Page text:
EMC Corp.’s security-systems unit RSA offered to swap the SecurID tokens it provides to clients such as defense contractors and government agencies after a network breach disclosed in March resulted in the theft of RSA data.
RSA will replace the tokens if the customer believes it is necessary, Helen Stefan, a spokeswoman, said in an interview. She said RSA has about 40 million tokens in use, providing clients’ employees remote access to internal networks. Its defense-contractor clients include Lockheed Martin Corp., Northrop Grumman Corp. and Raytheon Co.
In March, Hopkinton, Massachusetts-based EMC said that a cyber attack resulted in information being taken from its systems, including data related to RSA’s SecurID products. Bethesda, Maryland-based Lockheed Martin, the defense contractor that was the target of an attack on May 21, said last week the breach was the result of the data theft at RSA and that it would replace its security tokens.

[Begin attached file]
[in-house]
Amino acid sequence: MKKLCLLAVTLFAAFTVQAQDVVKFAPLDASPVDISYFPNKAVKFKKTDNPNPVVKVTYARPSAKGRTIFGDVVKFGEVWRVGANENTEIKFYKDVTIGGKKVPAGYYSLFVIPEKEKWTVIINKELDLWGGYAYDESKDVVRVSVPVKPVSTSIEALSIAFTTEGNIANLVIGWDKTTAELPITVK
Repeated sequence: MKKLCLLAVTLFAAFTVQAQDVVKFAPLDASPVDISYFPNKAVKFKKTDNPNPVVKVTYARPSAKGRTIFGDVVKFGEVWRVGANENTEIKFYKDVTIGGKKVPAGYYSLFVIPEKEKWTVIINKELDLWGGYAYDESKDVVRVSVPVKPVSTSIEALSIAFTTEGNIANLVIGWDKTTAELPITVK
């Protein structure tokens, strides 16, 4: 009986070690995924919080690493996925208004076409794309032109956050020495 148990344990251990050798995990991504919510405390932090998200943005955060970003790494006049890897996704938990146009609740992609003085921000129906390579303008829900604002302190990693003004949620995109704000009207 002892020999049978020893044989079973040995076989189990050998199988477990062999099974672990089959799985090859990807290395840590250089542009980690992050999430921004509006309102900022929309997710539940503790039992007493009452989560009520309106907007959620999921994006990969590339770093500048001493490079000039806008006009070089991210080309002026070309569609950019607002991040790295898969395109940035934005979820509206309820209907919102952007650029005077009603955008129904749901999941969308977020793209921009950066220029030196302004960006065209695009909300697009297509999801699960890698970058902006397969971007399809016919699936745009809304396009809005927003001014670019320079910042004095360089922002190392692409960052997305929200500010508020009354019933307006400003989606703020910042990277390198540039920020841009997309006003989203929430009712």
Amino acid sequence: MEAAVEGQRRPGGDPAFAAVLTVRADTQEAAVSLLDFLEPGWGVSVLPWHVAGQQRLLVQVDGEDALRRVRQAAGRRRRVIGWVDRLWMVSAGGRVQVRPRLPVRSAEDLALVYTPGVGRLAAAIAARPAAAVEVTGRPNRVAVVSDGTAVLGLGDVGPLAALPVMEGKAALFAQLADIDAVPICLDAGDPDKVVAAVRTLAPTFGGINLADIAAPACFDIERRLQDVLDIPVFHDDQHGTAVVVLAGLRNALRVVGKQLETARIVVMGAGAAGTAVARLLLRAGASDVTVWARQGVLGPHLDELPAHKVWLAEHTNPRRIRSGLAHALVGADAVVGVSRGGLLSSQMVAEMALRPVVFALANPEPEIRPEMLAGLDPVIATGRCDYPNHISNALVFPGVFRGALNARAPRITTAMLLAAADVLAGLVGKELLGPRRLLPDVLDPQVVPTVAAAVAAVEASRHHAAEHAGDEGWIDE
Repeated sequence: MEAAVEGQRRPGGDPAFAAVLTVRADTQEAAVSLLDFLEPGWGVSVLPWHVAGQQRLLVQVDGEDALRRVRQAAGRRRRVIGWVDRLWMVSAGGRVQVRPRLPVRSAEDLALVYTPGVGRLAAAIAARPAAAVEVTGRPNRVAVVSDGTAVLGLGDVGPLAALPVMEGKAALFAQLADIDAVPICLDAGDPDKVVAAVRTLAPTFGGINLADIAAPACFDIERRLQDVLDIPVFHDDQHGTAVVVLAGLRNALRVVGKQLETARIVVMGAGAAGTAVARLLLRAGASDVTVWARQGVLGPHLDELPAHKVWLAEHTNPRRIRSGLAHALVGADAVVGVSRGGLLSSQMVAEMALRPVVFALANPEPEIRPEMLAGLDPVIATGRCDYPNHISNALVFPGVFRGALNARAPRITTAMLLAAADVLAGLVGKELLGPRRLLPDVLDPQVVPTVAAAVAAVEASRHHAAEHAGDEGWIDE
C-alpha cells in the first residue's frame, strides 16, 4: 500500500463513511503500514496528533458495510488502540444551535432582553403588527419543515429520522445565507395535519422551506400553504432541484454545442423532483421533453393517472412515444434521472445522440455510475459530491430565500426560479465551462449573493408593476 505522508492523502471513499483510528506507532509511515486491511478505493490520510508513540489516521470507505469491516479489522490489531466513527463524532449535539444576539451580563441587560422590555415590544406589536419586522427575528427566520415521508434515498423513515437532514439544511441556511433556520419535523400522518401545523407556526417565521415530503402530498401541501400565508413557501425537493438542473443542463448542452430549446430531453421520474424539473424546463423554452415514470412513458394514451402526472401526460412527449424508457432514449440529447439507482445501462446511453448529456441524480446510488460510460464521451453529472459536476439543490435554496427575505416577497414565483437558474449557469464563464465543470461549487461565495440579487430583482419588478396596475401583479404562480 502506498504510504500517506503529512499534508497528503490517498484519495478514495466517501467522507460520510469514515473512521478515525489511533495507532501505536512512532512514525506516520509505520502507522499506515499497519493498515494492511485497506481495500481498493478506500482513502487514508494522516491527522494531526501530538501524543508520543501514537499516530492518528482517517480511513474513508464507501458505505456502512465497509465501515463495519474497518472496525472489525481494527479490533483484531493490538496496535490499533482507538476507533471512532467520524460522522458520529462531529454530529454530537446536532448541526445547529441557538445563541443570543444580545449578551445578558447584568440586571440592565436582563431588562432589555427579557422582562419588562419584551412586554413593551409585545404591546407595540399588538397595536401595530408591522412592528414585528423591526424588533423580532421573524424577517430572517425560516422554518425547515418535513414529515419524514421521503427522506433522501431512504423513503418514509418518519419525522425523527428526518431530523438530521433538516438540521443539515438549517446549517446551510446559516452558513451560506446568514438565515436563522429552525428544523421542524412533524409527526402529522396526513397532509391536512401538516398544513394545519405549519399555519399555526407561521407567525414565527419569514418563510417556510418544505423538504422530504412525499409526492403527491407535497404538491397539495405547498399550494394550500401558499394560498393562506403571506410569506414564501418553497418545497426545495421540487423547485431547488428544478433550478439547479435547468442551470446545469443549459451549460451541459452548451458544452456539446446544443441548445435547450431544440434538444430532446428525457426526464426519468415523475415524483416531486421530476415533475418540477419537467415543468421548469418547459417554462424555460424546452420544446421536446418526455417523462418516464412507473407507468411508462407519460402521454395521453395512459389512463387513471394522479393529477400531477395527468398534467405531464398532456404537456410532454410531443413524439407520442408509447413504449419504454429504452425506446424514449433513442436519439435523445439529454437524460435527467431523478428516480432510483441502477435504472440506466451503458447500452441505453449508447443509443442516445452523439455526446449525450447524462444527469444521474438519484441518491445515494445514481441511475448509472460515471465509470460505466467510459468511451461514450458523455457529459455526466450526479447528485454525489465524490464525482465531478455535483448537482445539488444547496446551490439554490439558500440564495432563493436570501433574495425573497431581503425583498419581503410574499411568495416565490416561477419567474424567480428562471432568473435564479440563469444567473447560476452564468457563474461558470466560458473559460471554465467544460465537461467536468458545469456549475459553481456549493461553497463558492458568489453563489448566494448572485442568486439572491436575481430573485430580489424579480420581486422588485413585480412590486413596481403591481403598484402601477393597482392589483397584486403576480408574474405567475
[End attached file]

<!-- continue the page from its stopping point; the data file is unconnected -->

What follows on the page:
Users trying to access their employer’s network from remote locations may use a SecurID device, a memory stick-like unit that generates random numbers that must be used in combination with a personal identification number to gain entry.
In a letter on its website, RSA said it is working with customers to assess whether they should replace their tokens or take other measures to boost security. RSA customers also include
financial-services providers and “virtually every company that grants access to their systems by remote access,” Stefan said.
Lockheed said May 28 that its computer network suffered a “significant and tenacious” attack that was immediately detected and stopped. No customer or program data was lost, it said.
The Federal Bureau of Investigation is leading an investigation into the attack on Lockheed’s computer network, Robert Butler, the deputy assistant secretary of defense for cyber policy, said in a June 2 interview.
EMC fell 61 cents to $27.32 yesterday in New York Stock Exchange composite trading. Before today, the shares had climbed 19 percent this year.